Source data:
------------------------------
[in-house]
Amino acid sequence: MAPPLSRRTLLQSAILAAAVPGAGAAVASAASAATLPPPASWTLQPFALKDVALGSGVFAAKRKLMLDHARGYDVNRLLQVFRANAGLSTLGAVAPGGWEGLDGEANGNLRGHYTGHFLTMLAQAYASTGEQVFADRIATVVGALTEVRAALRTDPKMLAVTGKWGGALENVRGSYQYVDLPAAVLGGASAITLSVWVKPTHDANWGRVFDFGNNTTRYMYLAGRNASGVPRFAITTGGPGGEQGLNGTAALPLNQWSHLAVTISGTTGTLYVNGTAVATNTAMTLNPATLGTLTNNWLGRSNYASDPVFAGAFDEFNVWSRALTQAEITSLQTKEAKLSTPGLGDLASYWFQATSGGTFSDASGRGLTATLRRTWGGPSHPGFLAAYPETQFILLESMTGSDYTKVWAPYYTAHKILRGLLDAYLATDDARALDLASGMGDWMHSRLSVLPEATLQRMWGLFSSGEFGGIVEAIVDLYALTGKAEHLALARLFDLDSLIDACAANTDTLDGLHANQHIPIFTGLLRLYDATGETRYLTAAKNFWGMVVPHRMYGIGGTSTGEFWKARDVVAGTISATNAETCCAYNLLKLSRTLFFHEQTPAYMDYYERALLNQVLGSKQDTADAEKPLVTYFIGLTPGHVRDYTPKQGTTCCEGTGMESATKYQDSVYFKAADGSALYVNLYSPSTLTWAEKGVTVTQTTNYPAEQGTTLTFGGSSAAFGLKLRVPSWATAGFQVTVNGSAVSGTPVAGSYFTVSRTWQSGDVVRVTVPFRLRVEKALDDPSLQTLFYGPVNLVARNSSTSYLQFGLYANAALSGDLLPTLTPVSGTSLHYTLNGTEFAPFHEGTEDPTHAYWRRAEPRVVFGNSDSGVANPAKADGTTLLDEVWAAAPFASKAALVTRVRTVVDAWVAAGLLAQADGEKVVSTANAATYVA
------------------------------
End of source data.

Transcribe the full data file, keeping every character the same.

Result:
[in-house]
Amino acid sequence: MAPPLSRRTLLQSAILAAAVPGAGAAVASAASAATLPPPASWTLQPFALKDVALGSGVFAAKRKLMLDHARGYDVNRLLQVFRANAGLSTLGAVAPGGWEGLDGEANGNLRGHYTGHFLTMLAQAYASTGEQVFADRIATVVGALTEVRAALRTDPKMLAVTGKWGGALENVRGSYQYVDLPAAVLGGASAITLSVWVKPTHDANWGRVFDFGNNTTRYMYLAGRNASGVPRFAITTGGPGGEQGLNGTAALPLNQWSHLAVTISGTTGTLYVNGTAVATNTAMTLNPATLGTLTNNWLGRSNYASDPVFAGAFDEFNVWSRALTQAEITSLQTKEAKLSTPGLGDLASYWFQATSGGTFSDASGRGLTATLRRTWGGPSHPGFLAAYPETQFILLESMTGSDYTKVWAPYYTAHKILRGLLDAYLATDDARALDLASGMGDWMHSRLSVLPEATLQRMWGLFSSGEFGGIVEAIVDLYALTGKAEHLALARLFDLDSLIDACAANTDTLDGLHANQHIPIFTGLLRLYDATGETRYLTAAKNFWGMVVPHRMYGIGGTSTGEFWKARDVVAGTISATNAETCCAYNLLKLSRTLFFHEQTPAYMDYYERALLNQVLGSKQDTADAEKPLVTYFIGLTPGHVRDYTPKQGTTCCEGTGMESATKYQDSVYFKAADGSALYVNLYSPSTLTWAEKGVTVTQTTNYPAEQGTTLTFGGSSAAFGLKLRVPSWATAGFQVTVNGSAVSGTPVAGSYFTVSRTWQSGDVVRVTVPFRLRVEKALDDPSLQTLFYGPVNLVARNSSTSYLQFGLYANAALSGDLLPTLTPVSGTSLHYTLNGTEFAPFHEGTEDPTHAYWRRAEPRVVFGNSDSGVANPAKADGTTLLDEVWAAAPFASKAALVTRVRTVVDAWVAAGLLAQADGEKVVSTANAATYVA